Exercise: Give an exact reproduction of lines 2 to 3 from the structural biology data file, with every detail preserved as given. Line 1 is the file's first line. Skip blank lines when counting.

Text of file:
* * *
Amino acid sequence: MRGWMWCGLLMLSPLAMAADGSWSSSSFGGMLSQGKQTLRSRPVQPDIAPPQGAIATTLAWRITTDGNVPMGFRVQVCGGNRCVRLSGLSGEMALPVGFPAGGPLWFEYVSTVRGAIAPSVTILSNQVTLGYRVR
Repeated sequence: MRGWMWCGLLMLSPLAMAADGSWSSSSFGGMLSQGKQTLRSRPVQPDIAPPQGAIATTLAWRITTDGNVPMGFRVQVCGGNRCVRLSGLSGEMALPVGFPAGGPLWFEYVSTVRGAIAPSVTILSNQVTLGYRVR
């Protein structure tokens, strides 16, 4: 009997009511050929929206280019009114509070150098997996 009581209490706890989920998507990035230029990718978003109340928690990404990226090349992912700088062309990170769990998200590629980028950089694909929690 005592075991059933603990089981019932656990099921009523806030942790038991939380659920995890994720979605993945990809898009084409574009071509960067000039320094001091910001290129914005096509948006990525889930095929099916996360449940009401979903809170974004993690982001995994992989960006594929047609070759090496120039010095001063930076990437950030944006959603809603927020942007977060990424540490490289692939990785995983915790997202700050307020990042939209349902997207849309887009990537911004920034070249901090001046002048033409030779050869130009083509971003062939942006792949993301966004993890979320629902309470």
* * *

Repeated sequence: MRGWMWCGLLMLSPLAMAADGSWSSSSFGGMLSQGKQTLRSRPVQPDIAPPQGAIATTLAWRITTDGNVPMGFRVQVCGGNRCVRLSGLSGEMALPVGFPAGGPLWFEYVSTVRGAIAPSVTILSNQVTLGYRVR
């Protein structure tokens, strides 16, 4: 009997009511050929929206280019009114509070150098997996 009581209490706890989920998507990035230029990718978003109340928690990404990226090349992912700088062309990170769990998200590629980028950089694909929690 005592075991059933603990089981019932656990099921009523806030942790038991939380659920995890994720979605993945990809898009084409574009071509960067000039320094001091910001290129914005096509948006990525889930095929099916996360449940009401979903809170974004993690982001995994992989960006594929047609070759090496120039010095001063930076990437950030944006959603809603927020942007977060990424540490490289692939990785995983915790997202700050307020990042939209349902997207849309887009990537911004920034070249901090001046002048033409030779050869130009083509971003062939942006792949993301966004993890979320629902309470």